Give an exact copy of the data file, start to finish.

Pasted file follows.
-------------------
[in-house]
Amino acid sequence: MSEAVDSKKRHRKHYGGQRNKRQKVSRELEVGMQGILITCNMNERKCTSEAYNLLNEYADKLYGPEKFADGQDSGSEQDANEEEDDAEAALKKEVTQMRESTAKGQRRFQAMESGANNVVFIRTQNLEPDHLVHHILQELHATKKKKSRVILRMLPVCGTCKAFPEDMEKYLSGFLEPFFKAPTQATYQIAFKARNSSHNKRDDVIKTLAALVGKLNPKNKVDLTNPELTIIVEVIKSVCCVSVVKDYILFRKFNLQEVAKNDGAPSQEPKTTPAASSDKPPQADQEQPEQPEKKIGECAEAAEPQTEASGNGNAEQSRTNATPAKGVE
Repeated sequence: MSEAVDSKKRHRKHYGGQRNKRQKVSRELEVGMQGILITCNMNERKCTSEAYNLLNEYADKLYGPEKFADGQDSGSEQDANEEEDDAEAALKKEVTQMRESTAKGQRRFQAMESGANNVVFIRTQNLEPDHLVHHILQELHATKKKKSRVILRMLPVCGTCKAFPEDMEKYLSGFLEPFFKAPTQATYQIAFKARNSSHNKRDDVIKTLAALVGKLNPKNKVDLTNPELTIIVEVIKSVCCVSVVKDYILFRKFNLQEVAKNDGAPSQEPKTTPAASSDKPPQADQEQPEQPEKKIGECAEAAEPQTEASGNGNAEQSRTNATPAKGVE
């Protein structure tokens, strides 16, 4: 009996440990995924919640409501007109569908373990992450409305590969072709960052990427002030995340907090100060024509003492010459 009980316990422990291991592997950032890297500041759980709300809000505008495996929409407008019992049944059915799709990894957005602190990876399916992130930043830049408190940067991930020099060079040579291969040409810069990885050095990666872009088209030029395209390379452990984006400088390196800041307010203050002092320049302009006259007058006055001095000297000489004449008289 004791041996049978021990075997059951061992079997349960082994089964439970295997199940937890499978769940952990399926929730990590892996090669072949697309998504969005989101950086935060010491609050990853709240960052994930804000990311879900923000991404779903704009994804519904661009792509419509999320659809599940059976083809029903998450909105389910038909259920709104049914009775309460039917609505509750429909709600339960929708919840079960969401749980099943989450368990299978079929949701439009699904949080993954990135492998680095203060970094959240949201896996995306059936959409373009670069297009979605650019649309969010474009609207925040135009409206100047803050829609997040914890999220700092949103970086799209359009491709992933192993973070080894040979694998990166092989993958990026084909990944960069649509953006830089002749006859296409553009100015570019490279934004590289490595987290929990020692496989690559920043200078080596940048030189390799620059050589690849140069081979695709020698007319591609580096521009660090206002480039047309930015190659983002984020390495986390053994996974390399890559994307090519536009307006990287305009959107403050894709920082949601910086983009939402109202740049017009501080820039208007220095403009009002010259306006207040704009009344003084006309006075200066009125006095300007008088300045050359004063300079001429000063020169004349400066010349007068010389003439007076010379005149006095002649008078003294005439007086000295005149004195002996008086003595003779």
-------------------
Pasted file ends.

[in-house]
Amino acid sequence: MSEAVDSKKRHRKHYGGQRNKRQKVSRELEVGMQGILITCNMNERKCTSEAYNLLNEYADKLYGPEKFADGQDSGSEQDANEEEDDAEAALKKEVTQMRESTAKGQRRFQAMESGANNVVFIRTQNLEPDHLVHHILQELHATKKKKSRVILRMLPVCGTCKAFPEDMEKYLSGFLEPFFKAPTQATYQIAFKARNSSHNKRDDVIKTLAALVGKLNPKNKVDLTNPELTIIVEVIKSVCCVSVVKDYILFRKFNLQEVAKNDGAPSQEPKTTPAASSDKPPQADQEQPEQPEKKIGECAEAAEPQTEASGNGNAEQSRTNATPAKGVE
Repeated sequence: MSEAVDSKKRHRKHYGGQRNKRQKVSRELEVGMQGILITCNMNERKCTSEAYNLLNEYADKLYGPEKFADGQDSGSEQDANEEEDDAEAALKKEVTQMRESTAKGQRRFQAMESGANNVVFIRTQNLEPDHLVHHILQELHATKKKKSRVILRMLPVCGTCKAFPEDMEKYLSGFLEPFFKAPTQATYQIAFKARNSSHNKRDDVIKTLAALVGKLNPKNKVDLTNPELTIIVEVIKSVCCVSVVKDYILFRKFNLQEVAKNDGAPSQEPKTTPAASSDKPPQADQEQPEQPEKKIGECAEAAEPQTEASGNGNAEQSRTNATPAKGVE
């Protein structure tokens, strides 16, 4: 009996440990995924919640409501007109569908373990992450409305590969072709960052990427002030995340907090100060024509003492010459 009980316990422990291991592997950032890297500041759980709300809000505008495996929409407008019992049944059915799709990894957005602190990876399916992130930043830049408190940067991930020099060079040579291969040409810069990885050095990666872009088209030029395209390379452990984006400088390196800041307010203050002092320049302009006259007058006055001095000297000489004449008289 004791041996049978021990075997059951061992079997349960082994089964439970295997199940937890499978769940952990399926929730990590892996090669072949697309998504969005989101950086935060010491609050990853709240960052994930804000990311879900923000991404779903704009994804519904661009792509419509999320659809599940059976083809029903998450909105389910038909259920709104049914009775309460039917609505509750429909709600339960929708919840079960969401749980099943989450368990299978079929949701439009699904949080993954990135492998680095203060970094959240949201896996995306059936959409373009670069297009979605650019649309969010474009609207925040135009409206100047803050829609997040914890999220700092949103970086799209359009491709992933192993973070080894040979694998990166092989993958990026084909990944960069649509953006830089002749006859296409553009100015570019490279934004590289490595987290929990020692496989690559920043200078080596940048030189390799620059050589690849140069081979695709020698007319591609580096521009660090206002480039047309930015190659983002984020390495986390053994996974390399890559994307090519536009307006990287305009959107403050894709920082949601910086983009939402109202740049017009501080820039208007220095403009009002010259306006207040704009009344003084006309006075200066009125006095300007008088300045050359004063300079001429000063020169004349400066010349007068010389003439007076010379005149006095002649008078003294005439007086000295005149004195002996008086003595003779």